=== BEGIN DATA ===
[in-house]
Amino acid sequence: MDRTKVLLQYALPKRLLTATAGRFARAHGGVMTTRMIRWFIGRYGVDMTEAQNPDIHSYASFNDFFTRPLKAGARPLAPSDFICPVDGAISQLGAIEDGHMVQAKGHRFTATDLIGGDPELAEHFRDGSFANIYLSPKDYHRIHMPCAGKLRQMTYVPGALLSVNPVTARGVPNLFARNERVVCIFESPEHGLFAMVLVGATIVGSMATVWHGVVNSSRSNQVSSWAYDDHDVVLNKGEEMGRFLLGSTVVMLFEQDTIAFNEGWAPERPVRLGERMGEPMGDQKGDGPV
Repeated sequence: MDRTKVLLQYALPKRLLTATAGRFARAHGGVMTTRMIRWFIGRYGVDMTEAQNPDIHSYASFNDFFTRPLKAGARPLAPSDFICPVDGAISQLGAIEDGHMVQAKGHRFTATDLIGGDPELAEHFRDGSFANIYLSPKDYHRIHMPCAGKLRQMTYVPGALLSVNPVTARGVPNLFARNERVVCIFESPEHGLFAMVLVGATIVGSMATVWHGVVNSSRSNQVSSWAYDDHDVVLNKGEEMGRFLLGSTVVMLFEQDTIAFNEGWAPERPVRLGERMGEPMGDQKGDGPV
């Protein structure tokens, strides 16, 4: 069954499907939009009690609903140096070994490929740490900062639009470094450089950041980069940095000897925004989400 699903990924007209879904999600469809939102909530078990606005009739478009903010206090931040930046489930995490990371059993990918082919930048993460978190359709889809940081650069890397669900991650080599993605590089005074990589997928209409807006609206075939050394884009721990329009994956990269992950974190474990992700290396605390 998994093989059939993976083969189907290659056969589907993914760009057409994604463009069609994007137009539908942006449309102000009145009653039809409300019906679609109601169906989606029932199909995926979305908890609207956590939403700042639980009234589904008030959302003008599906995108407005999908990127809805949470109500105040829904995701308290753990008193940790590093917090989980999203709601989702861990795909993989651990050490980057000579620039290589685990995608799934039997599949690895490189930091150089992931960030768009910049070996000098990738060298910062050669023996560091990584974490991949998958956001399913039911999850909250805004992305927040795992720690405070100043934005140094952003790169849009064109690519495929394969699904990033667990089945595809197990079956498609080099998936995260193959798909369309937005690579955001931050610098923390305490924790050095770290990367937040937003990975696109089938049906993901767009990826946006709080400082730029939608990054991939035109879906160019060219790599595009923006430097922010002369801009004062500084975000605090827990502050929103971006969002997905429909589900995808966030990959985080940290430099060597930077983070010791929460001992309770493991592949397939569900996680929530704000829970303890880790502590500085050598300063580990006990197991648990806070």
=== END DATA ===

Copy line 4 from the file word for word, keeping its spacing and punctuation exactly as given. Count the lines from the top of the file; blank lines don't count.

């Protein structure tokens, strides 16, 4: 069954499907939009009690609903140096070994490929740490900062639009470094450089950041980069940095000897925004989400 699903990924007209879904999600469809939102909530078990606005009739478009903010206090931040930046489930995490990371059993990918082919930048993460978190359709889809940081650069890397669900991650080599993605590089005074990589997928209409807006609206075939050394884009721990329009994956990269992950974190474990992700290396605390 998994093989059939993976083969189907290659056969589907993914760009057409994604463009069609994007137009539908942006449309102000009145009653039809409300019906679609109601169906989606029932199909995926979305908890609207956590939403700042639980009234589904008030959302003008599906995108407005999908990127809805949470109500105040829904995701308290753990008193940790590093917090989980999203709601989702861990795909993989651990050490980057000579620039290589685990995608799934039997599949690895490189930091150089992931960030768009910049070996000098990738060298910062050669023996560091990584974490991949998958956001399913039911999850909250805004992305927040795992720690405070100043934005140094952003790169849009064109690519495929394969699904990033667990089945595809197990079956498609080099998936995260193959798909369309937005690579955001931050610098923390305490924790050095770290990367937040937003990975696109089938049906993901767009990826946006709080400082730029939608990054991939035109879906160019060219790599595009923006430097922010002369801009004062500084975000605090827990502050929103971006969002997905429909589900995808966030990959985080940290430099060597930077983070010791929460001992309770493991592949397939569900996680929530704000829970303890880790502590500085050598300063580990006990197991648990806070």